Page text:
A regional council in Queensland, Australia has covered up two Taiwanese flags painted by children onto a bull statue which was created to celebrate the community’s cultural diversity.

According to Australia’s national broadcaster ABC, Amber Jun Xie and Iu Ting Xie – Taiwan-born siblings and students from Rockhampton, Queensland – were asked to paint six bull statues for a project by the regional council and Beef Australia ahead of a cattle industry event.

Photo: Facebook via Syuan-Si Chen.

But when it was erected, the students’ fish-shaped Taiwanese flags had been covered up by the council’s department, Advance Rockhampton, in order to “[adhere] to the one-China policy.” The students were “very sad and disappointed” over the council’s move, as well as shocked that “their culture cannot be showed in public,” their mother told ABC.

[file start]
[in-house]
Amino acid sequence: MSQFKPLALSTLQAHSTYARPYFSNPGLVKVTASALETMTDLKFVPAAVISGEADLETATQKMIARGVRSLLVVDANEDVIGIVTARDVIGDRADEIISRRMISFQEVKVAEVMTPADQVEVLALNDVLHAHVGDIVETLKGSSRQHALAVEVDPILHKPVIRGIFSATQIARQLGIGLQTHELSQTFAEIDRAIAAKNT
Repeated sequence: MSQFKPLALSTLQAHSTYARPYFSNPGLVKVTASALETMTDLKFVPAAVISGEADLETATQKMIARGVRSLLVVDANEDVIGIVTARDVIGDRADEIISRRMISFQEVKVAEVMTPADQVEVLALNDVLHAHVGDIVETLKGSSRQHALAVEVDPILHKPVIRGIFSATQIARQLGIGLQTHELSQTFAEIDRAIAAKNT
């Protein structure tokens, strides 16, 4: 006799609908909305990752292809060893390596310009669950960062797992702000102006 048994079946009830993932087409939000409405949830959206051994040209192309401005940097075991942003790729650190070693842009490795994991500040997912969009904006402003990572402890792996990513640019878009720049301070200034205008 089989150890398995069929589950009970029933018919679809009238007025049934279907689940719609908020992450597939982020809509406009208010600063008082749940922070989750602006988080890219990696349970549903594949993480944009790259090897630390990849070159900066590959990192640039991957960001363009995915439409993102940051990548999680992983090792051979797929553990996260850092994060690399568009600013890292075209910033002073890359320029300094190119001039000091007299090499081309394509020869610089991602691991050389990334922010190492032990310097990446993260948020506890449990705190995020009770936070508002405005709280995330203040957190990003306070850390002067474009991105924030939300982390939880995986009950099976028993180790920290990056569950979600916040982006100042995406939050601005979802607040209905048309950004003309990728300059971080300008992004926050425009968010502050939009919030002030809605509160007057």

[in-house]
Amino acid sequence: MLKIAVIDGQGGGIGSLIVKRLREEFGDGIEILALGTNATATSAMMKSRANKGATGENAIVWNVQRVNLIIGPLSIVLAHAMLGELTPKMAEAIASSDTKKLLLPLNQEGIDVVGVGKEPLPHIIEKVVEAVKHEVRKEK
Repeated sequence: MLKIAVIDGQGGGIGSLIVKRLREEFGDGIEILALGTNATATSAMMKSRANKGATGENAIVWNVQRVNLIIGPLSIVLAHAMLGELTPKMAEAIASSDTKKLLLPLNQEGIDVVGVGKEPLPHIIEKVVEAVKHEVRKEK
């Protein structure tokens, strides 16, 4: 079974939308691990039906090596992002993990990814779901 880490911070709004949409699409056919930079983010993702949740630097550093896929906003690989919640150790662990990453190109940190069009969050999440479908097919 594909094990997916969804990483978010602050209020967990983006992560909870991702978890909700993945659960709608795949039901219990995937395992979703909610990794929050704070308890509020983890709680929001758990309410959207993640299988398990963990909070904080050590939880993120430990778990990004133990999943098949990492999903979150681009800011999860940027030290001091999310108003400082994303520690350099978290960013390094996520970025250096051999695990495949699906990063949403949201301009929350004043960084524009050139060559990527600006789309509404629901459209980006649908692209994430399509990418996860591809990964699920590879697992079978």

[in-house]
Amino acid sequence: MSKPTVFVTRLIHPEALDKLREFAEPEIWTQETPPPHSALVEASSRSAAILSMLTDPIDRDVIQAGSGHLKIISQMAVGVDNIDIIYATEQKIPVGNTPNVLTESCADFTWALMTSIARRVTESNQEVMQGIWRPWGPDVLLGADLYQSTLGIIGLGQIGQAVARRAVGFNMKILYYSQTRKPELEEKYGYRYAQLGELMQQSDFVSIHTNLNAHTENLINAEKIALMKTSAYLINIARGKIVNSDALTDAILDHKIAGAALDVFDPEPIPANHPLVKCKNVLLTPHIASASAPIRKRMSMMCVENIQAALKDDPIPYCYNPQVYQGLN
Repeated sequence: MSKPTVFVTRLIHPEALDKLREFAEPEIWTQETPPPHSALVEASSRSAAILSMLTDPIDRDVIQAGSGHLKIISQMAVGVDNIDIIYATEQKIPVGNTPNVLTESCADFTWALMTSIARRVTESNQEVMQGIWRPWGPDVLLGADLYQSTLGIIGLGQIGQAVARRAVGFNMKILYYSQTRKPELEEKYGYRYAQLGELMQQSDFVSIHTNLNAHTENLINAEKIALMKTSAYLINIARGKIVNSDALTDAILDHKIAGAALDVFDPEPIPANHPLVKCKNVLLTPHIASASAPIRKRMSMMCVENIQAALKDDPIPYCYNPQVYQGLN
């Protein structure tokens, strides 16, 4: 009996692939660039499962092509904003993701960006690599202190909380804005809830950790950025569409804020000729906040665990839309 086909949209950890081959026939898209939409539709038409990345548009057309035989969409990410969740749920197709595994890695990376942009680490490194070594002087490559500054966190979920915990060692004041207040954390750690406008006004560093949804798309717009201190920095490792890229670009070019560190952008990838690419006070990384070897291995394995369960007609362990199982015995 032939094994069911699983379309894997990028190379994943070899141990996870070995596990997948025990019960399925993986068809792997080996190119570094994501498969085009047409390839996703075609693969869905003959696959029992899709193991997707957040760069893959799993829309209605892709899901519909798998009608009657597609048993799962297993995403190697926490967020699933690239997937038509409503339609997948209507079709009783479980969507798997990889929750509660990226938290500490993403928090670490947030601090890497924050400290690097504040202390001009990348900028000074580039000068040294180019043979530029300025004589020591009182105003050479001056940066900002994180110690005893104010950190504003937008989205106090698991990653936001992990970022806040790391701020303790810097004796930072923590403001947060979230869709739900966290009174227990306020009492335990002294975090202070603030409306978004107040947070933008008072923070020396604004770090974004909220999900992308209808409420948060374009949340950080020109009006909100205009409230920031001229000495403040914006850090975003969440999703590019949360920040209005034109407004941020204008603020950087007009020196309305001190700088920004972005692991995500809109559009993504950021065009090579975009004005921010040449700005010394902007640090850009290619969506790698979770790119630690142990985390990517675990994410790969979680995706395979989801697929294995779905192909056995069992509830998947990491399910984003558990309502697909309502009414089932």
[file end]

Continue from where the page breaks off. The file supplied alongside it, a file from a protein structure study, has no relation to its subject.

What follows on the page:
China does not recognise Taiwan as a country and has long pressured the international community over its status and the use of the Republic of China flag. Beijing maintains that the island-nation is a renegade province of China.

See also: Taiwan: US gov’t departments’ removal of flag from websites ‘unacceptable’

Photo: Facebook via Syuan-Si Chen.

On Monday, ex-US Secretary of State Hillary Clinton warned of China’s attempts to exert political influence in Australia and New Zealand, where “experts are sounding the alarm about Chinese efforts to gain political power and influence policy decisions,” she said in a speech.

Earlier this year, Australian airline Qantas removed references to Taiwan as a country on its website following pressure from China, while a woman in Sydney was reportedly fired from a hotpot restaurant for saying that Taiwan was not part of China.

Karen is a journalist and writer covering politics and legal affairs in Hong Kong for HKFP. She has also written features on human rights, public space, regional legal developments, social and grassroots activism, and arts & culture. She is a BA and LLB graduate from the University of Hong Kong.